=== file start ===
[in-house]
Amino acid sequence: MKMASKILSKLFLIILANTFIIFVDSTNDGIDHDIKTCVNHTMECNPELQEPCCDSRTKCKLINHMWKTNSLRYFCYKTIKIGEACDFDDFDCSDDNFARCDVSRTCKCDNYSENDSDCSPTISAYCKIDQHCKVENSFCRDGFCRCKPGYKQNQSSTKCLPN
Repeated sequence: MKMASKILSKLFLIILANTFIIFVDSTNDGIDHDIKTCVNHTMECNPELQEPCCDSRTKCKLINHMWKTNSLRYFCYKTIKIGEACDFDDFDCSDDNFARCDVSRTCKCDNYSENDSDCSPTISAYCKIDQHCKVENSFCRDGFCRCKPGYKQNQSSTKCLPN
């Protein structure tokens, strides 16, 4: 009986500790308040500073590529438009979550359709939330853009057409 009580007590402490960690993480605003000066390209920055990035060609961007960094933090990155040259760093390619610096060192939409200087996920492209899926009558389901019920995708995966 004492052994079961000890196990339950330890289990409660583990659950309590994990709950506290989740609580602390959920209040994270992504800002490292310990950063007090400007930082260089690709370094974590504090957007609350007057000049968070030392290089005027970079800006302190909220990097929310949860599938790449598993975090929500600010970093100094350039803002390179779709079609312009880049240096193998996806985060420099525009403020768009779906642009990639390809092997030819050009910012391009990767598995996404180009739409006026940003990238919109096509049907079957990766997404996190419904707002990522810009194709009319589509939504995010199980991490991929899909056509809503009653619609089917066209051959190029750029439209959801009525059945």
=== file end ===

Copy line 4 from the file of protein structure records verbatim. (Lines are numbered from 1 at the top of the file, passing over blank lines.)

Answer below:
């Protein structure tokens, strides 16, 4: 009986500790308040500073590529438009979550359709939330853009057409 009580007590402490960690993480605003000066390209920055990035060609961007960094933090990155040259760093390619610096060192939409200087996920492209899926009558389901019920995708995966 004492052994079961000890196990339950330890289990409660583990659950309590994990709950506290989740609580602390959920209040994270992504800002490292310990950063007090400007930082260089690709370094974590504090957007609350007057000049968070030392290089005027970079800006302190909220990097929310949860599938790449598993975090929500600010970093100094350039803002390179779709079609312009880049240096193998996806985060420099525009403020768009779906642009990639390809092997030819050009910012391009990767598995996404180009739409006026940003990238919109096509049907079957990766997404996190419904707002990522810009194709009319589509939504995010199980991490991929899909056509809503009653619609089917066209051959190029750029439209959801009525059945």